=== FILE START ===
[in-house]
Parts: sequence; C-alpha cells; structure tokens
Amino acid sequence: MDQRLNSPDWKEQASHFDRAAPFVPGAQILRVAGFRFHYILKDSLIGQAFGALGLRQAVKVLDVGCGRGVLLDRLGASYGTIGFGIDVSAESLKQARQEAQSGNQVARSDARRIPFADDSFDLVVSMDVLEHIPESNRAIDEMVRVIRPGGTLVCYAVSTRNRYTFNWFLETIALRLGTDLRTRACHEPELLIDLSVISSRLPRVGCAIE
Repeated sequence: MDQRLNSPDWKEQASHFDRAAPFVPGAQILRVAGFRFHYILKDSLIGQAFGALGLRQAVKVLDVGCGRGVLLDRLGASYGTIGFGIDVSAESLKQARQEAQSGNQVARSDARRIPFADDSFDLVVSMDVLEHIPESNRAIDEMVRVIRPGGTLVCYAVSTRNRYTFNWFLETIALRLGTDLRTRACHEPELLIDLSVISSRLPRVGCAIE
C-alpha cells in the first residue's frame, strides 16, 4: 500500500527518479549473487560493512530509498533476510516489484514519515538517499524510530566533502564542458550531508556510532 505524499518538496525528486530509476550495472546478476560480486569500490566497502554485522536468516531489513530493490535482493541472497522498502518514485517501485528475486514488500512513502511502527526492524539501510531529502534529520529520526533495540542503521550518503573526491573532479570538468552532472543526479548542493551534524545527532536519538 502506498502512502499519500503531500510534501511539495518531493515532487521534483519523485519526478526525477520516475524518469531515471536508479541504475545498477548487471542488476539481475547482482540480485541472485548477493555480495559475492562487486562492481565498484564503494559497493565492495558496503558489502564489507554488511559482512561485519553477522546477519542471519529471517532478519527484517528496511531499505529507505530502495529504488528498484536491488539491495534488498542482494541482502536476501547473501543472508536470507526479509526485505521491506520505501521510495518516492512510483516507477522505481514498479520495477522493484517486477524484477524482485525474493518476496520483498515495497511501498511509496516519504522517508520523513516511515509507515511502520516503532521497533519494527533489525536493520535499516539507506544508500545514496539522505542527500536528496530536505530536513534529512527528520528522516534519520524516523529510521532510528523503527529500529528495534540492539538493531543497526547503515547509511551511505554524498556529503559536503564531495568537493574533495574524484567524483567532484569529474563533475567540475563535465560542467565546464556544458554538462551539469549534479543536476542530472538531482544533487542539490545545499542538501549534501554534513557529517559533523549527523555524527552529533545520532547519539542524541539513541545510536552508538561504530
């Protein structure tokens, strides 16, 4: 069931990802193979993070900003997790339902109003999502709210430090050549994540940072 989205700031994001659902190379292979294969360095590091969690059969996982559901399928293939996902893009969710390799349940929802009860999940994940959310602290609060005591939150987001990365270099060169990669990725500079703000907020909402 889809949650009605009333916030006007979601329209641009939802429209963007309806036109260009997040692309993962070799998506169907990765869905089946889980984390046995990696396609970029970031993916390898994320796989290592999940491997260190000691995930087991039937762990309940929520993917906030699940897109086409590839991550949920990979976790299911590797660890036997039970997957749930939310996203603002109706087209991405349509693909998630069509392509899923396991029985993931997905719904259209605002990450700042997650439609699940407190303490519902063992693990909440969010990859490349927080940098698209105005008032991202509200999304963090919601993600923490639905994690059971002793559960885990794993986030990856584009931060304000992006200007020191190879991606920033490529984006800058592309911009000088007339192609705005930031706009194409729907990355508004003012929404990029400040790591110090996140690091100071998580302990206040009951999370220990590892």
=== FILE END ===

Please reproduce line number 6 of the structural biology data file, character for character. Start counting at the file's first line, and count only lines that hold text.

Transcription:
């Protein structure tokens, strides 16, 4: 069931990802193979993070900003997790339902109003999502709210430090050549994540940072 989205700031994001659902190379292979294969360095590091969690059969996982559901399928293939996902893009969710390799349940929802009860999940994940959310602290609060005591939150987001990365270099060169990669990725500079703000907020909402 889809949650009605009333916030006007979601329209641009939802429209963007309806036109260009997040692309993962070799998506169907990765869905089946889980984390046995990696396609970029970031993916390898994320796989290592999940491997260190000691995930087991039937762990309940929520993917906030699940897109086409590839991550949920990979976790299911590797660890036997039970997957749930939310996203603002109706087209991405349509693909998630069509392509899923396991029985993931997905719904259209605002990450700042997650439609699940407190303490519902063992693990909440969010990859490349927080940098698209105005008032991202509200999304963090919601993600923490639905994690059971002793559960885990794993986030990856584009931060304000992006200007020191190879991606920033490529984006800058592309911009000088007339192609705005930031706009194409729907990355508004003012929404990029400040790591110090996140690091100071998580302990206040009951999370220990590892």